Comedy and politics have gone together for a long time, and in this age, political comedy is everywhere. We have reached a point where instead of just mocking the news, the comedian Jon Stewart was ranked as America's most trusted news source by participants in a Time magazine online poll. How does comedy influence politics? Do jokes about politicians create their image, or just reflect what people already believe? Does political comedy lead people to be more critical of politicians or just more cynical? Join us for this conversation about the influence of comedy on politics.
This event will feature The Gregory Brothers, from YouTube and Barely Political fame for their Auto-Tune the News videos; Baratunde, the web editor of The Onion and co-founder of the blog Jack & Jill Politics; Dan Powell from Comedy Central's show "Ugly Americans"; and Steve Almond, author of My Life in Heavy Metal and Rock and Roll Will Save Your Life. Sponsored by the Graduate Program in International Affairs.
Steve Almond is the author the story collections My Life in Heavy Metal and The Evil B.B. Chow, the novel Which Brings Me to You (with Julianna Baggott), and the non-fiction books Candyfreak and (Not That You Asked). His new book, Rock and Roll Will Save Your Life, came out in Spring 2010. He is also, crazily, self-publishing a book called This Won't Take But a Minute, Honey, which is composed of 30 very brief stories, and 30 very brief essays on the psychology and practice of writing.
Andrew Rose Gregory is a member of the musical group The Gregory Brothers who produce the internet series Auto-Tune the News.
Evan Gregory is a member of the musical group The Gregory Brothers who produce the internet series Auto-Tune the News.
Dan Powell is the co-executive producer of Comedy Central's show "Ugly Americans."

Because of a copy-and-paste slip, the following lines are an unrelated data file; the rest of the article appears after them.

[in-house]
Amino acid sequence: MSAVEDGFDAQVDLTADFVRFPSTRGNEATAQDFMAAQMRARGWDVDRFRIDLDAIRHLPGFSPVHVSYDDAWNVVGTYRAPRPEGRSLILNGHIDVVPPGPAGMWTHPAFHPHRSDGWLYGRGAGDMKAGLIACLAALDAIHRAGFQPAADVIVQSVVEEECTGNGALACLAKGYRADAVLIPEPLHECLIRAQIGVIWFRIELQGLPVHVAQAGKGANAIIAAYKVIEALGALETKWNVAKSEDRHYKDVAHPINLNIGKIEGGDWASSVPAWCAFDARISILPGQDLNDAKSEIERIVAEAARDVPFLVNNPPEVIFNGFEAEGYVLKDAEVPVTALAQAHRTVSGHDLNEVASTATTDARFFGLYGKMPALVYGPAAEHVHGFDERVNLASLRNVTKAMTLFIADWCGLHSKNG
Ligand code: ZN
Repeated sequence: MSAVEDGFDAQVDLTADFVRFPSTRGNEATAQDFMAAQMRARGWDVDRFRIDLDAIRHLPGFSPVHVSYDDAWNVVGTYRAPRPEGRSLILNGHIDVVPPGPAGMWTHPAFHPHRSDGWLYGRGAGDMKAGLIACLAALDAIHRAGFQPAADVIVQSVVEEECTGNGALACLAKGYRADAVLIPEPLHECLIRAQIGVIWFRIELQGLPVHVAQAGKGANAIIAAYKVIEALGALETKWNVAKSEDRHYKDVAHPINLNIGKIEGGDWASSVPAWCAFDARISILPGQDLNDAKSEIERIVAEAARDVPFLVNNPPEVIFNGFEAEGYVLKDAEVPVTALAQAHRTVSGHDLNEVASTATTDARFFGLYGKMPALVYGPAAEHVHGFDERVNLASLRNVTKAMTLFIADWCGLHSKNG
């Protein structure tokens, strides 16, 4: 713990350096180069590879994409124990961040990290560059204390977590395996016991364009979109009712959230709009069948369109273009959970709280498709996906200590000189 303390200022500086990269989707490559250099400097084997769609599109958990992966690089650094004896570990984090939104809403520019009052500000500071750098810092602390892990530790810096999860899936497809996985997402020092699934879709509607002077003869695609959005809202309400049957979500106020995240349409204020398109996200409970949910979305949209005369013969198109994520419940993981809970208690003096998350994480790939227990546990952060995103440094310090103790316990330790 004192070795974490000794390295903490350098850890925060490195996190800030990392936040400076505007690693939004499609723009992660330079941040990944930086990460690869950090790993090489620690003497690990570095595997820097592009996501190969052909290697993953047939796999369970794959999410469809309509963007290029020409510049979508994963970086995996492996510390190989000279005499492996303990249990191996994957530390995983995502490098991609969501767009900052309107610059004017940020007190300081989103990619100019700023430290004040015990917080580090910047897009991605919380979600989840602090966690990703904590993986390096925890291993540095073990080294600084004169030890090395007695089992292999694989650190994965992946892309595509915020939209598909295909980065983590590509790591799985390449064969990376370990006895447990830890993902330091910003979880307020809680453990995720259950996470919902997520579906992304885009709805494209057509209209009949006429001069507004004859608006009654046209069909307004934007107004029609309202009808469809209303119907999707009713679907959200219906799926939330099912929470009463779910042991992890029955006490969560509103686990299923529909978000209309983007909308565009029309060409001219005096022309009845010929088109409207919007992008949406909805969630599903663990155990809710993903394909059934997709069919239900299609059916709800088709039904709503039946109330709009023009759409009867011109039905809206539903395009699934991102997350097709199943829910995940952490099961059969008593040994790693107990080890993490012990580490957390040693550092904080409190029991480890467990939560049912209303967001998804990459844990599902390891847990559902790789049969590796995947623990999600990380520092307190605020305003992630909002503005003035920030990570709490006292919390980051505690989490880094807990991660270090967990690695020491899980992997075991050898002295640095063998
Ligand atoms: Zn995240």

Baratunde Thurston is a technology-loving comedian from the future who cares enough about the world to engage with it politically. Yes, he votes. Regularly. With an ancestry that includes a great-grandfather who taught himself to read, a grandmother who was the first black employee at the U.S. Supreme Court building and a mother who took over radio stations in the name of the black liberation struggle, Baratunde has long been taught to question authority. It helps that he was raised in Washington, D.C. under crackhead Mayor Marion Barry.
His creative and inquisitive mind, forged by his mother’s lessons and polished by a philosophy degree from Harvard, have found expression in his monthly Fast Company column, on the sound waves of NPR, and on the screens of news networks such as CNN, MSNBC, BBC, Al Jazeera English and This Week In Tech. He even hosted his own show on Discovery Science called Popular Science's Future Of.
Far from simply appearing in media, Baratunde is also helping defining its future. In 2006 he co-founded Jack & Jill Politics, a black political blog whose coverage of the 2008 Democratic National Convention has been archived by the Library Of Congress. From 2007 to 2012, he helped bring one of America’s finest journalistic institutions into the future, serving as Director of Digital for The Onion. In 2011 he was a judge for the Knight News Challenge, a media innovation contest which funds experiments in the future of news. His book, How To Be Black, was published by Harper Collins in February 2012 and is a New York Times best-seller.
Leadership may count for something, says Comedy Central producer Dan Powell, but if a candidate wants to be President in this day and age, he also has to be able to tell a joke. "I think if Kerry had a decent sense of humor he would have won the election," Powell argues.
Onion editor Baratunde Thurston lists examples from the satirical news website that have resonated with audiences outside the U.S. While some of the gags sparked meaningful discussion on issues overlooked by traditional media, occasionally the humor has been lost in translation.